Extracurricular activities enhance a child’s learning experience as well as her overall development. Child development advances when kids are challenged and given opportunities to acquire and practice new skills, according the the National Association for the Education of Young Children (NAEYC). Extracurricular activities range from sports and the arts to interest clubs and community work, so there are plenty of options that suit an array of interests. Encourage your child to explore and try different extracurricular activities to promote important developmental skills through enriching and enjoyable experiences.
All extracurricular activities promote social development by encouraging participants to work together and share ideas. Sports teams foster social skills such as teamwork and camaraderie, while other groups, such as spirit club and band, promote collaboration, interaction and communication. Community-based activities promote social development by teaching and exposing kids to real issues, and by giving kids an active role in making a difference in the community. Extracurricular activities also give children additional opportunities for forming friendships with other children who share their interests. Social development is essential to a child’s language development, self-esteem, academic performance and conflict resolution.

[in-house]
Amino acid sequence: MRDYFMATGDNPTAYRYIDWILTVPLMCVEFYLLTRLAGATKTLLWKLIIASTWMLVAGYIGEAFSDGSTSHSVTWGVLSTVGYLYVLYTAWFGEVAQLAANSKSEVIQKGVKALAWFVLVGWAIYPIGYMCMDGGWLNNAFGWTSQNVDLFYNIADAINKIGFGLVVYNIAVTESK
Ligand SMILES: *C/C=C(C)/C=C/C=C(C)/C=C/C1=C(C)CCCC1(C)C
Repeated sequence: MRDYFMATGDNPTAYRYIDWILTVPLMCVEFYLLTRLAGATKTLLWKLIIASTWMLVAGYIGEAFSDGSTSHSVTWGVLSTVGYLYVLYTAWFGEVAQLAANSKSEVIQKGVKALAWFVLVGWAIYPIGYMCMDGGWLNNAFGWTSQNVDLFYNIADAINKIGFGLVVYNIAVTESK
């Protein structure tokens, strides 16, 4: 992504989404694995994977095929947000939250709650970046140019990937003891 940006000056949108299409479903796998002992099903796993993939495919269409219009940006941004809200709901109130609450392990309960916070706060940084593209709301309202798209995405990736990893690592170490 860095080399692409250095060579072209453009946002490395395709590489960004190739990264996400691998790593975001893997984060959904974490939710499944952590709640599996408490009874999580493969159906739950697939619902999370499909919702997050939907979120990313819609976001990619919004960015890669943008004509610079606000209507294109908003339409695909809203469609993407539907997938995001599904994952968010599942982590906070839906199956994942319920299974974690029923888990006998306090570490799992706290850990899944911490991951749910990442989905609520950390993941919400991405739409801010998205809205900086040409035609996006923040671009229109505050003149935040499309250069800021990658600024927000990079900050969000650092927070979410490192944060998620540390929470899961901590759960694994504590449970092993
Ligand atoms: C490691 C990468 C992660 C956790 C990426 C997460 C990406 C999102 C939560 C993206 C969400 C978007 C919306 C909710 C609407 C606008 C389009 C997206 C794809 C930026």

Emotional development is important to a child’s ability to develop relationships, be self-confident, be trusting and empathetic toward others and manage adversity and stress in a healthy way. The camaraderie that develops among teams and clubs promotes bonding and meaningful relationships with others, while activities that encourage hard work and collaboration with peers foster a sense of pride and accomplishment for children to share with each other.
Not all activities promote physical development in the obvious ways that athletics do. Physical development, which encourages fitness, agility, strength and even academic performance, can take place in a multitude of extracurricular activities. Art and music classes promote fine motor skills and hand-eye coordination, while dance and gymnastics promote gross motor development.
Cognitive development relates to a child’s ability to think and reason. Academic clubs obviously promote thinking skills, but so do interest clubs such as astronomy and book club. Community-based activities can teach children to problem-solve, while art classes encourage children to think creatively. Even sports competitions contribute to cognitive development, as children must use logic, strategy and prediction skills to defeat the opposing team and secure a victory.